We understand developing an eLearning course has a lot of ins-and-outs to consider. That’s why we highlighted three types of interactivity and when you should use each when developing a course in last week’s post. Today, we’re giving you six quick ways to add a little something extra to your course whether you’re developing it yourself or working with a performance partner for a quick turn around or a more in-depth, custom course.

Below are six of our favorite ways to add polish and customization to your course:

1. Voiceover

Adding voiceover is a great way to explain a challenging graphic or to propel the learner through the course at a particular pace. Try not to use voiceover to narrate text that is displayed on screen, not only is it a frustrating experience for your learner, the redundancy actually interferes with their ability to digest the information.

2. Interactivity

These are welcomed additions like drag and drop, multiple choice, matching, etc. They are short activities that get the mind moving and stretching in a different rhythm than the rest of the course. Like an active rest. It’s a great way for the learner to test their knowledge a bit and keep them engaged.

3. Gated Course

Gating is essentially preventing a learner from accessing a piece of content until they’ve met certain criteria. When gating, part of the course is off limits to the learner. An assessment, for example, might be a part of gating and if the learner doesn’t score 80% or higher on a quiz they can’t move to the next part of the course. Gating a course is all about setting the pace so your learners don’t miss important information.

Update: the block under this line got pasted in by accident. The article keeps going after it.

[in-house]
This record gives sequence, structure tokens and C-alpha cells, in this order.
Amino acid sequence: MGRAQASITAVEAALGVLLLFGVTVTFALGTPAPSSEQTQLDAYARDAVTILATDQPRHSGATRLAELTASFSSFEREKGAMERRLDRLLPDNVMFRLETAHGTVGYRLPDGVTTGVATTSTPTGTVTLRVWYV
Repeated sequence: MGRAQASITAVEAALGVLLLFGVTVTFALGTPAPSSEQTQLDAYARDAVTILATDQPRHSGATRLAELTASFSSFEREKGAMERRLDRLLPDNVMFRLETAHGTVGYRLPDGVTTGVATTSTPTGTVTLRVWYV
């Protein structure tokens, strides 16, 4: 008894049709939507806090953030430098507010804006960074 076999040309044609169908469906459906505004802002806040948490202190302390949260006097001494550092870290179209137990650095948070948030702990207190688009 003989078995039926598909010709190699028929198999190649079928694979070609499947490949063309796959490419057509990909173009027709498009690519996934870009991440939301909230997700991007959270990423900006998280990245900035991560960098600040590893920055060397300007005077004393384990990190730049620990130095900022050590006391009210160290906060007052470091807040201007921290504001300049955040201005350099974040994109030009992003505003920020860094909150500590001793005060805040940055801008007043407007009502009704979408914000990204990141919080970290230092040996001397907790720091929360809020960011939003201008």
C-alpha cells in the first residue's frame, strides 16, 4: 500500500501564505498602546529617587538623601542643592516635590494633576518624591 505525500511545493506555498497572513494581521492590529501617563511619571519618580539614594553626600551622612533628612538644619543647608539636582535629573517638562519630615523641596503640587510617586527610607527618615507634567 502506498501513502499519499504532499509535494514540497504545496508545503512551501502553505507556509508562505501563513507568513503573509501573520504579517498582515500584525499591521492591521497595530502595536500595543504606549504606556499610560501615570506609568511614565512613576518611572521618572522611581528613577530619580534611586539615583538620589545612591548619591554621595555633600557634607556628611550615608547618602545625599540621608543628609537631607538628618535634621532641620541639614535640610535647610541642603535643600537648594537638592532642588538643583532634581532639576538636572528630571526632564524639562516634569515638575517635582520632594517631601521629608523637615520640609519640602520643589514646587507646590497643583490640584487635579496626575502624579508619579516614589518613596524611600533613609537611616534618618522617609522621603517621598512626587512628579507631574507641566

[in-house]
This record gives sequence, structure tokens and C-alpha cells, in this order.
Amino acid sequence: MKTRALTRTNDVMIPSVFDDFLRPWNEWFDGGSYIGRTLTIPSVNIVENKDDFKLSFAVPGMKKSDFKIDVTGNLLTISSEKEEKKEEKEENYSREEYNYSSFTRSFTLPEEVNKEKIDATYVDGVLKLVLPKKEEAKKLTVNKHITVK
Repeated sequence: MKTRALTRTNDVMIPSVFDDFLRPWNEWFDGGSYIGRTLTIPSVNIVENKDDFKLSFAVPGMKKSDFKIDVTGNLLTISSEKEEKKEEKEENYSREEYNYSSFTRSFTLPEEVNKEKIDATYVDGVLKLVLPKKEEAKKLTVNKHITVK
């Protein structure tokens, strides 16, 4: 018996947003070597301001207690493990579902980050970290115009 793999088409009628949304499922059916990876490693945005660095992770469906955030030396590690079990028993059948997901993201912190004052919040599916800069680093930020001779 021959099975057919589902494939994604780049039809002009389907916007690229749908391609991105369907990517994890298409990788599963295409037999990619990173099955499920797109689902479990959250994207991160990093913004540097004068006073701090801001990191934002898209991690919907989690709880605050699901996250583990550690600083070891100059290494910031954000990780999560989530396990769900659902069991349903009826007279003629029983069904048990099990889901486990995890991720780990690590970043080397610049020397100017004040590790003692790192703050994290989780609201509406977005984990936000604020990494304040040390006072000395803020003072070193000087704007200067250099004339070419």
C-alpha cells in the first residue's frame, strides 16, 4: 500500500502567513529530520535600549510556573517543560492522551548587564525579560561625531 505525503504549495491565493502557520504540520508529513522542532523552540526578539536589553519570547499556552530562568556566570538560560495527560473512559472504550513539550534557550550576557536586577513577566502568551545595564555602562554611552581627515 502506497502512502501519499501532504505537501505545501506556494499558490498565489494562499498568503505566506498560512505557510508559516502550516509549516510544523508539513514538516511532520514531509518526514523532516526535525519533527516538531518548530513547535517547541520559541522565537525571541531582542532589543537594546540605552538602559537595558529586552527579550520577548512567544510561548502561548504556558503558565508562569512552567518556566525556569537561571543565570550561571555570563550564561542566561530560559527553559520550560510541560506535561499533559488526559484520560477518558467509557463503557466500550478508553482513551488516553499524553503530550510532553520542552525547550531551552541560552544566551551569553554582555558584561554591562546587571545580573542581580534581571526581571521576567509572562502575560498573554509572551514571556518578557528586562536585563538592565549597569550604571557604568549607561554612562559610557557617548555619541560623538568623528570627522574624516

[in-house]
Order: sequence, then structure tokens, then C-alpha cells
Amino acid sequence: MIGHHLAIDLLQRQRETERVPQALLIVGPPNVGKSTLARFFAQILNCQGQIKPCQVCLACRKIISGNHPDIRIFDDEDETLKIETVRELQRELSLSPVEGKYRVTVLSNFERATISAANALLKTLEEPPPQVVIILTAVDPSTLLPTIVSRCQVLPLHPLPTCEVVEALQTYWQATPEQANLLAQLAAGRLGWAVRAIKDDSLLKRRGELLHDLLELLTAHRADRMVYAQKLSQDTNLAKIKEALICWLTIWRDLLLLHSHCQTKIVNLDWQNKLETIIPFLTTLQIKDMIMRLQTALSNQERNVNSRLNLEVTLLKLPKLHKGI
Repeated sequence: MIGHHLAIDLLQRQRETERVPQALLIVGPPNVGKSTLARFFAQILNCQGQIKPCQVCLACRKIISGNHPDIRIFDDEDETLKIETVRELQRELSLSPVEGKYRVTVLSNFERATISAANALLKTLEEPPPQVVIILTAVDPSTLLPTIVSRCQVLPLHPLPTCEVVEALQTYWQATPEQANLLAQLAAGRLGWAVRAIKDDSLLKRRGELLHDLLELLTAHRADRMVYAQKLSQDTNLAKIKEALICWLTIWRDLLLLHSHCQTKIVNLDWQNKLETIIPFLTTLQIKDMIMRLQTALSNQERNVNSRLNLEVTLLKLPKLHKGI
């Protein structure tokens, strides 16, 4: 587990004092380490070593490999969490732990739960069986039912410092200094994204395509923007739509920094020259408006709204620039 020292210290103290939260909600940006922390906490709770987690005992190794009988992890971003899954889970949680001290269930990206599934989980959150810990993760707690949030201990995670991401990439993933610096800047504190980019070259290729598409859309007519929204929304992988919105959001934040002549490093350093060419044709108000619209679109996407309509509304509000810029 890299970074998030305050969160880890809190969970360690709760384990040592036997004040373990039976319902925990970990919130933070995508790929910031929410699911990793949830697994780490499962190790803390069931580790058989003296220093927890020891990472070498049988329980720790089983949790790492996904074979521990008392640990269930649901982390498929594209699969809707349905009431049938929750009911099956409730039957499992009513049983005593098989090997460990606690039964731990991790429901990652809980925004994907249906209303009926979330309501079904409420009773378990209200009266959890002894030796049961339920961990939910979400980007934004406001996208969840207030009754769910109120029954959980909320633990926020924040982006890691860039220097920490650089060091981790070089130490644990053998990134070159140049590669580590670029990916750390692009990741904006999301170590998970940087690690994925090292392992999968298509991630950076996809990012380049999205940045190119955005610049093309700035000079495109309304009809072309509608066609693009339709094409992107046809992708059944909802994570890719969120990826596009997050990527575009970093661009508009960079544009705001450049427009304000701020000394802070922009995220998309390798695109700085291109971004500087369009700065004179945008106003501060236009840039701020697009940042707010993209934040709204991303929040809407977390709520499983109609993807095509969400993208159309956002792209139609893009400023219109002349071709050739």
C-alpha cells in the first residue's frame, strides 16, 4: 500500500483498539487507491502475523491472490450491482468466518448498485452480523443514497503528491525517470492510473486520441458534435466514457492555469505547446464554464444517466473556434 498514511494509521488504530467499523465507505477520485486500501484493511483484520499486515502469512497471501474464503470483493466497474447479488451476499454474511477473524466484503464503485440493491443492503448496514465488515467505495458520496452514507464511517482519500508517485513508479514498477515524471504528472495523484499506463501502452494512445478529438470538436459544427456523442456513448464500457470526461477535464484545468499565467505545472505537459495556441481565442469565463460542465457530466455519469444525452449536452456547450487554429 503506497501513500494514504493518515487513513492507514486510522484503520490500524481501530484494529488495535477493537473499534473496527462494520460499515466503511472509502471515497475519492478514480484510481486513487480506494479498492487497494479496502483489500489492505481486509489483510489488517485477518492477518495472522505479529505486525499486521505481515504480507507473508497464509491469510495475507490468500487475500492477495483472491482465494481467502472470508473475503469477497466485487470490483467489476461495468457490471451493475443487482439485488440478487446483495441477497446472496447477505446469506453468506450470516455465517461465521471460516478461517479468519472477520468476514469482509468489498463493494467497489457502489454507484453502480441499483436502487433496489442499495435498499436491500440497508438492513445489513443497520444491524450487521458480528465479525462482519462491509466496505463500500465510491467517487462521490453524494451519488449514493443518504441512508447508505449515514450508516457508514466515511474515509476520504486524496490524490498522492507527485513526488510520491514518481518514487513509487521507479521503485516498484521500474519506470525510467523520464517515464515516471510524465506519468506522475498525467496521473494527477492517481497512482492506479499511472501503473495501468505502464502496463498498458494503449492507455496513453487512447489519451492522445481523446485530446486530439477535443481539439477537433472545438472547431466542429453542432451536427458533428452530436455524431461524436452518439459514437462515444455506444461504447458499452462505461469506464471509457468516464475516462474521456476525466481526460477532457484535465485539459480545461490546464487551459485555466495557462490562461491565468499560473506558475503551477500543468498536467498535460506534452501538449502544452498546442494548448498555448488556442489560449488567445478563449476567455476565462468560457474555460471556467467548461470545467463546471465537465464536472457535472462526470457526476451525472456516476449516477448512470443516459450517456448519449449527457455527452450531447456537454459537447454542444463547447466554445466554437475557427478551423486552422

4. Custom Graphics

Depending on the subject, graphics can be a critical component to learning in a course. These are the graphs, charts, and diagrams we design to simplify and clarify information that would otherwise be very confusing.

5. Image Help

Good images often go unnoticed, but when an image is wrong it sticks out like a sore thumb and is completely distracting to the learning process. What’s tricky is when you’re looking for a stock image sometimes the word you search for and the images that show up are so off they are downright humorous! It takes lots of digging and a good eye to find the right image that connects to the concept.

6. Assessment

It’s fair to say you probably all know what an assessment is. Typically, assessments can be found at the beginning and end of a course. These are generally meant to assess overall knowledge and get a baseline. There are also knowledge checks, which are basically smaller assessments that are probably not scored for a certification, but rather used as a gage for the learner to self assess how they are doing along the way. Something to keep in mind – you should avoid adding assessments in “just because”, they should be incorporated into your course with a clear instructional purpose like a certification.

We’ve seen our partners use one, three or all of the above options in their eLearning courses. It’s about finding what works for you, your content, and most importantly, your learners.